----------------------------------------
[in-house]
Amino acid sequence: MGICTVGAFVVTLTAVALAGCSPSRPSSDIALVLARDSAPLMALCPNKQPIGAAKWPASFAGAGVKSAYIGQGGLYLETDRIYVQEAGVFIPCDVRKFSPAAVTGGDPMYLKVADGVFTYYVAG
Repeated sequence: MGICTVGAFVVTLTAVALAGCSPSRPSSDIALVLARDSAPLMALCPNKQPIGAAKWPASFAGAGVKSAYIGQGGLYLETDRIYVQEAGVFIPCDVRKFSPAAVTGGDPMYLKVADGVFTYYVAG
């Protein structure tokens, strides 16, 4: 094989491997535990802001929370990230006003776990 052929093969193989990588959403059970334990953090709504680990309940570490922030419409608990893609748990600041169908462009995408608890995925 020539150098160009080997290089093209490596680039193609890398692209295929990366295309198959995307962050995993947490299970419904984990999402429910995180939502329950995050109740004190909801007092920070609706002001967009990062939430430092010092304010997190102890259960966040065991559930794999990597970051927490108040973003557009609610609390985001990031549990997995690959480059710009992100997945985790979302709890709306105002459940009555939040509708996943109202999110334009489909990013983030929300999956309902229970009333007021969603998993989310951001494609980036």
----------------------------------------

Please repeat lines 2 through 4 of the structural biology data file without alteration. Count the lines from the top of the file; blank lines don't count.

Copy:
Amino acid sequence: MGICTVGAFVVTLTAVALAGCSPSRPSSDIALVLARDSAPLMALCPNKQPIGAAKWPASFAGAGVKSAYIGQGGLYLETDRIYVQEAGVFIPCDVRKFSPAAVTGGDPMYLKVADGVFTYYVAG
Repeated sequence: MGICTVGAFVVTLTAVALAGCSPSRPSSDIALVLARDSAPLMALCPNKQPIGAAKWPASFAGAGVKSAYIGQGGLYLETDRIYVQEAGVFIPCDVRKFSPAAVTGGDPMYLKVADGVFTYYVAG
């Protein structure tokens, strides 16, 4: 094989491997535990802001929370990230006003776990 052929093969193989990588959403059970334990953090709504680990309940570490922030419409608990893609748990600041169908462009995408608890995925 020539150098160009080997290089093209490596680039193609890398692209295929990366295309198959995307962050995993947490299970419904984990999402429910995180939502329950995050109740004190909801007092920070609706002001967009990062939430430092010092304010997190102890259960966040065991559930794999990597970051927490108040973003557009609610609390985001990031549990997995690959480059710009992100997945985790979302709890709306105002459940009555939040509708996943109202999110334009489909990013983030929300999956309902229970009333007021969603998993989310951001494609980036």